ABOUT THE BOOKS: We are requesting non-curricular books to promote reading among the children outside their school’s curriculum. To encourage them, we will run a contest of book reviews by the students. The principal of the school also specifically requested science and world history books to guide the teachers in their classes. New/used and English/Nepali books are very much welcomed.

ABOUT THE SCHOOL: Two years after the 2015 earthquake that hit Nepal, the reconstruction of elementary school in Bamti village is still underway and they had to do with makeshift classrooms for now. The school has 63 children and 6 teachers.

ABOUT BAMTI VILLAGE: Bamti village is located in Ramechhap District, Janakpur Zone, eastern Nepal. As of 2011, Bamti (or Bamti Bhandar) has 3,144 residents in 739 households. The lack or inadequate transportation infrastructure contributes to the remoteness of the village. Heavy rains make the rough roads inaccessible leaving residents and visitors no option but to walk 17.6km for around 5 hours to reach Shivalaya, the nearest town where transportation is available during rainy season. Several houses in Bamti still sit in ruins since the 2015 earthquake as reconstruction support from the government is yet to be completely implemented. Like the rest of the country, agriculture remains to be the main source of income for local residents with potatoes, wheat, rice, buckwheat, and millet, among others as their main crops. In May 2017, Bamti residents also participated in the first local elections in 20 years and walked about an hour to their polling station dressed in their best to cast their ballots.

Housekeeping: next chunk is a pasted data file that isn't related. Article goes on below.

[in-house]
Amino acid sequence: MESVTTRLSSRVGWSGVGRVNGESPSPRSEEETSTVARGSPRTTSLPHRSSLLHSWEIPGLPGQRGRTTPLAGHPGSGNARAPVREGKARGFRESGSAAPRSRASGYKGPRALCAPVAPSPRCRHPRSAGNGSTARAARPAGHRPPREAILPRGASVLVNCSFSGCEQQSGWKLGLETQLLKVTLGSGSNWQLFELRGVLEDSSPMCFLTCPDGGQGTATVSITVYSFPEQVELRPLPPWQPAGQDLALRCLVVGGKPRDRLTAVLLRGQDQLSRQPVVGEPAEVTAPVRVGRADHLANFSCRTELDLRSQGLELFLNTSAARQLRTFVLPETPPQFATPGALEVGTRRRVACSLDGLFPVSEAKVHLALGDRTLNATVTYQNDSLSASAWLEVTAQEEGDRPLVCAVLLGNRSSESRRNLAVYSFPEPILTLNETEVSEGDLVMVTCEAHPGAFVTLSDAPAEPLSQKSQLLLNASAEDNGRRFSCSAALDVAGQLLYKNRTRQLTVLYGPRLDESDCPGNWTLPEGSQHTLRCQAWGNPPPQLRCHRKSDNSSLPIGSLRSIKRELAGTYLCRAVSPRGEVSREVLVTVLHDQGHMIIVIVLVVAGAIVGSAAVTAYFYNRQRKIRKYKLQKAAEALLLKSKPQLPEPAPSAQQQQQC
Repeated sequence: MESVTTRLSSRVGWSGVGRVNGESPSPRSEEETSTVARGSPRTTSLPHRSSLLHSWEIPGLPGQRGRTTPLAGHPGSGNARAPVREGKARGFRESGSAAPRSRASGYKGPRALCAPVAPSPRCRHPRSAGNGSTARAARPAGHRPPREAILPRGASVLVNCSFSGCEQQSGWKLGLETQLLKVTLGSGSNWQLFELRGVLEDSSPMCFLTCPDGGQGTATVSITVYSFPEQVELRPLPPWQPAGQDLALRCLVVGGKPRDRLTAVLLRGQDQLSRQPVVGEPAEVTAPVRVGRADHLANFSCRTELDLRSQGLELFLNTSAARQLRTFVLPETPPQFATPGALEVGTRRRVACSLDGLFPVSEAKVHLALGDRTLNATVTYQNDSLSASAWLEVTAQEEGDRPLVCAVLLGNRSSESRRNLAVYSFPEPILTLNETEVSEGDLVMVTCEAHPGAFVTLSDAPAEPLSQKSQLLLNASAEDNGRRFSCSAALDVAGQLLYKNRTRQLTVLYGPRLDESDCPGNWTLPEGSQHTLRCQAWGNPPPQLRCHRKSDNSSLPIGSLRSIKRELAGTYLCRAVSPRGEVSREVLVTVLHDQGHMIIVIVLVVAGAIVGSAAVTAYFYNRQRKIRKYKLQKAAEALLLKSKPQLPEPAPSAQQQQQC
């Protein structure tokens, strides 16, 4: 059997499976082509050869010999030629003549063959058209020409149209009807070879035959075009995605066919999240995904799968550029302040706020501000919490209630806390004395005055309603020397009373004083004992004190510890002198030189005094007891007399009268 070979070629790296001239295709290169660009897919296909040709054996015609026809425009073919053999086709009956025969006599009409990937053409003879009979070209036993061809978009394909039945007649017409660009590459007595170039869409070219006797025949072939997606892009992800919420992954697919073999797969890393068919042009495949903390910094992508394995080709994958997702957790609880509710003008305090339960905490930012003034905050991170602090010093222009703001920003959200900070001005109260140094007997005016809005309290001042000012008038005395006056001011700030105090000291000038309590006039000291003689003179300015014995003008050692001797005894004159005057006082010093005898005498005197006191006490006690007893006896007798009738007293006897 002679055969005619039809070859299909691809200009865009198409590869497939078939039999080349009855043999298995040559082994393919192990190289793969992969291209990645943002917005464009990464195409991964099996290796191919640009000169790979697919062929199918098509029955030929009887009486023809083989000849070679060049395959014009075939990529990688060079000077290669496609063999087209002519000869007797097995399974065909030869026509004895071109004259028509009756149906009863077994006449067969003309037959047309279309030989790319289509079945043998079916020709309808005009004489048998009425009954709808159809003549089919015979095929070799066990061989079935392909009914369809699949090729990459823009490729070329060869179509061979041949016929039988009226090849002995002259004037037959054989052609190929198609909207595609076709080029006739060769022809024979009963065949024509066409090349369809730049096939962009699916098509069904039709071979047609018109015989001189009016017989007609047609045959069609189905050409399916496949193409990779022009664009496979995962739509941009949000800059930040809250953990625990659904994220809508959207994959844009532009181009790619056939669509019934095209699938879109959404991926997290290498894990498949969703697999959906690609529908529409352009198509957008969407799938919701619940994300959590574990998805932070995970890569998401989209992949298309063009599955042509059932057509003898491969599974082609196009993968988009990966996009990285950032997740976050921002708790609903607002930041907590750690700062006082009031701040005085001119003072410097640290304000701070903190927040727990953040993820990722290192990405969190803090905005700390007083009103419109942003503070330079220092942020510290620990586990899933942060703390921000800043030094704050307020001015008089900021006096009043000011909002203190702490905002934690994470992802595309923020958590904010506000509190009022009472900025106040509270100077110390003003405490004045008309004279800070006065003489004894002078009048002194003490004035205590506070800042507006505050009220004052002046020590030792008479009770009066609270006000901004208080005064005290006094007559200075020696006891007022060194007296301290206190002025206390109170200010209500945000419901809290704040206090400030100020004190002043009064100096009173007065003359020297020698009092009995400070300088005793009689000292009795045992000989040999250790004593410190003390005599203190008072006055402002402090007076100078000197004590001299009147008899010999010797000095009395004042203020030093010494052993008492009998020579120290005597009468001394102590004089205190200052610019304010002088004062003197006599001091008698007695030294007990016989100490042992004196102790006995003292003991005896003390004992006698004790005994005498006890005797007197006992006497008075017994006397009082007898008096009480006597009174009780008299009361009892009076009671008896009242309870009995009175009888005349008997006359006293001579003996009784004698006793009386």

book drive flyer

Visit our GoFundMe page or our Donate page for more options.

Launch and Charity Event Successfully Held

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On May 6, 2017, we held a charity event to officially launch Peace Perspectives. Around a hundred people attended our event and shared their definition of peace. We exhibited photos depicting peace and watched performances by Upendra & Friends and Mohit & Friends. Aside from our working committee, we also had peace volunteers who helped in organizing, setting up, and documenting our event. With our official launching successfully done, our real work starts now. We will be traveling again to remote villages in Nepal to collect peace perspectives from everyday people and implement community projects based on their peace aspirations.